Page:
This morning we unveil a sculpture made of plastic waste, investigate the government's new proposals for mobile connectivity and find out why insects can be a better food for your pets than steak.
Plastic-waste seal raises coastal pollution awareness
Essex artist Sue Lynas used plastic debris collected at Walton-on-the-Naze beach to create a sculpture of a seal and her pup.
Commissioned by the Essex Wildlife Trust, the plastic-waste seal draws attention on the impact that waste has on marine life.
Rural areas will spearhead 5G revolution
In a bid to bridge the technology divide between town and country, the Government has launched a £30-million competition allowing ten pilot rural communities to pioneer use of 5G applications.
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Digital Secretary Nicky Morgan has also put forward proposals to relax planning rules for mobile phone masts in the countryside to help extend coverage.
Princes’ charity split becomes official
Following an announcement, earlier this year that the Duke and Duchess of Sussex would leave the Royal Foundation to set up their own charity, the change has become formal this week.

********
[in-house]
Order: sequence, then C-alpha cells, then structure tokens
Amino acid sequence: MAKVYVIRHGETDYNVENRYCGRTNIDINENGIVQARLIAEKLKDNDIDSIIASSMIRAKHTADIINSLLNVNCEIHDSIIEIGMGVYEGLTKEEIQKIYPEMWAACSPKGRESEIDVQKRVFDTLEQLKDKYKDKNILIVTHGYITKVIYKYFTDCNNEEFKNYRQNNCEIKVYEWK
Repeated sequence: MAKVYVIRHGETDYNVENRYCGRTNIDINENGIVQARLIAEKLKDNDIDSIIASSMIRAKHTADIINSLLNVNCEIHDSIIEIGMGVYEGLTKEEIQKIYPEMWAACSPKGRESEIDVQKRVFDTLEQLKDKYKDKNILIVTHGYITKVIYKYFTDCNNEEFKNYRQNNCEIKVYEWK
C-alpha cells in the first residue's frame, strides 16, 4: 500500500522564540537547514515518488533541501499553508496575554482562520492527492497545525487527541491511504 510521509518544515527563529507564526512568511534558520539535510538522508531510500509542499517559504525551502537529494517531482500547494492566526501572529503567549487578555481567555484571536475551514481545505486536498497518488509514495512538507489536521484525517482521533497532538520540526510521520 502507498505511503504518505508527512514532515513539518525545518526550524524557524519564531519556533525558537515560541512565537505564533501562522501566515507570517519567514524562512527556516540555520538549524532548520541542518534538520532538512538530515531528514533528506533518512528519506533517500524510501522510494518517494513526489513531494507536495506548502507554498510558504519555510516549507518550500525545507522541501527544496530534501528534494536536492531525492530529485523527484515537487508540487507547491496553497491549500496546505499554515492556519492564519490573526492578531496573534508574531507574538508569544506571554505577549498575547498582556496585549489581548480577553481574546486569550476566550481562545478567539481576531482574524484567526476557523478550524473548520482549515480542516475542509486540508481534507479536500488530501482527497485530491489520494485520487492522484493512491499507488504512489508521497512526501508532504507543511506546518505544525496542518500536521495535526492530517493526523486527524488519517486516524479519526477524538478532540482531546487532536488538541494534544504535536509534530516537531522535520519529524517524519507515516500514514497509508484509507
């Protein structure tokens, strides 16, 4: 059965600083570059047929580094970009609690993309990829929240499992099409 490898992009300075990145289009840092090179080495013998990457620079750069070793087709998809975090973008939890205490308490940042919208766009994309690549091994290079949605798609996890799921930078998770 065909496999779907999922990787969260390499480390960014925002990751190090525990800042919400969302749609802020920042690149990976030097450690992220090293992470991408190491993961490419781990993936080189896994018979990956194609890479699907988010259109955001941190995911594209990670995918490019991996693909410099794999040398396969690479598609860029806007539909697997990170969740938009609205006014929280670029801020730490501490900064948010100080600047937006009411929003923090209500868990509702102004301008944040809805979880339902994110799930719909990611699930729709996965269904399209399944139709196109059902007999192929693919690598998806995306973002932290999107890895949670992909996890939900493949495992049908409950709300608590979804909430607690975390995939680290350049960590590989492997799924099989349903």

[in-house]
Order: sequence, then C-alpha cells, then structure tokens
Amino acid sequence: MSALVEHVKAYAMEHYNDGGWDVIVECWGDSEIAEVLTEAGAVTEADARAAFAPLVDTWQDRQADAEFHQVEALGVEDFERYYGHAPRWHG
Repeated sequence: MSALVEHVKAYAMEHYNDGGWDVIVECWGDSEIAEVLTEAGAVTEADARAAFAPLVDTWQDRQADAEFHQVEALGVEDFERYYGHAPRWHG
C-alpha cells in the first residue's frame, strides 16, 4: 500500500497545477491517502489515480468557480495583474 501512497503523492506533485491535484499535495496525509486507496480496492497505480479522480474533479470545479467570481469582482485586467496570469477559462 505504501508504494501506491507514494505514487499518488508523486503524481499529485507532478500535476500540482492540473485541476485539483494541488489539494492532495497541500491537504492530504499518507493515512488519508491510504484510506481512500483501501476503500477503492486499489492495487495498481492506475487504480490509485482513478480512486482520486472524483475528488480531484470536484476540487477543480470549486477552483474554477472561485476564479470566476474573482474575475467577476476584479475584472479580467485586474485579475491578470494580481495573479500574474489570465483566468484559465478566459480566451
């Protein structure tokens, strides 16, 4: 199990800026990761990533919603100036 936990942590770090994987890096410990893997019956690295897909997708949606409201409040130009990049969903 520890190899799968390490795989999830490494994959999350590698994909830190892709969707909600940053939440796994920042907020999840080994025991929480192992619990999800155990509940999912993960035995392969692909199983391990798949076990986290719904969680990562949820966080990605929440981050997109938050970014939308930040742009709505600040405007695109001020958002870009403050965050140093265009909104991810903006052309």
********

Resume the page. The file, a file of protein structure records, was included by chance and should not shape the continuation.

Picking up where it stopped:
According to documents filed at Companies House, the charity originally set up by Prince William and Prince Harry, and later joined by their respective wives, has been officially rechristened, dropping the Sussexes’ names from its the title. It will now be called The Royal Foundation of The Duke and Duchess of Cambridge.
On this day…
On August 28, 1833, the Slavery Abolition Act received Royal Assent, marking the end of slavery across the British Empire (albeit with the exception of East India Company territories, which had to wait another ten years).
Pacific pink salmon could invade Britain
The Environment Agency is asking anglers to report sightings of Pacific pink salmon, a rare but invasive species that could endanger Britain’s wild Atlantic salmon.
The Pacific pink was spotted in Britain 2017, when it successfully spawned in Scotland, and, because it has a two-year life cycle, the fish could appear again in the next few weeks.
Insects could be a better food for pets than steak, according to the British Veterinary Association.
High in protein and low on carbon emission, creepy-crawlies can form the backbone of a balanced pet diet that’s also eco-friendly…or in other words, slimy, yet satisfying.
This morning we discover whether pigs have feelings, look at why having a dog keeps you healthy and marvel at
The larvae of this miracle insect, which are great at converting organic waste into protein, can help us lower carbon